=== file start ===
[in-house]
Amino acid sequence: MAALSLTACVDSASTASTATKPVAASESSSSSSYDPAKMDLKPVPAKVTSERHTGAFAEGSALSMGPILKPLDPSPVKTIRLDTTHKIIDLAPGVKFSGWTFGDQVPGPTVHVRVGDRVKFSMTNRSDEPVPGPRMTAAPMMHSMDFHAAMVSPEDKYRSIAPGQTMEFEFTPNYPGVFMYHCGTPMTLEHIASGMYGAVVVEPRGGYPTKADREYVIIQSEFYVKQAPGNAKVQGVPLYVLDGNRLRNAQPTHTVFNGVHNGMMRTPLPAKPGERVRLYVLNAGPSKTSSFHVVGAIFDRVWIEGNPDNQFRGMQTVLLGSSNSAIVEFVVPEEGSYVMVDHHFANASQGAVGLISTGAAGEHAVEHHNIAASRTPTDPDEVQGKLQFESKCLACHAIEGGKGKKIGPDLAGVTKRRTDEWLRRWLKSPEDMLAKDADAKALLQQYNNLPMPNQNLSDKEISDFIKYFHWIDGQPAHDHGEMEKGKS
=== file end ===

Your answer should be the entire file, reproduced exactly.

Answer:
[in-house]
Amino acid sequence: MAALSLTACVDSASTASTATKPVAASESSSSSSYDPAKMDLKPVPAKVTSERHTGAFAEGSALSMGPILKPLDPSPVKTIRLDTTHKIIDLAPGVKFSGWTFGDQVPGPTVHVRVGDRVKFSMTNRSDEPVPGPRMTAAPMMHSMDFHAAMVSPEDKYRSIAPGQTMEFEFTPNYPGVFMYHCGTPMTLEHIASGMYGAVVVEPRGGYPTKADREYVIIQSEFYVKQAPGNAKVQGVPLYVLDGNRLRNAQPTHTVFNGVHNGMMRTPLPAKPGERVRLYVLNAGPSKTSSFHVVGAIFDRVWIEGNPDNQFRGMQTVLLGSSNSAIVEFVVPEEGSYVMVDHHFANASQGAVGLISTGAAGEHAVEHHNIAASRTPTDPDEVQGKLQFESKCLACHAIEGGKGKKIGPDLAGVTKRRTDEWLRRWLKSPEDMLAKDADAKALLQQYNNLPMPNQNLSDKEISDFIKYFHWIDGQPAHDHGEMEKGKS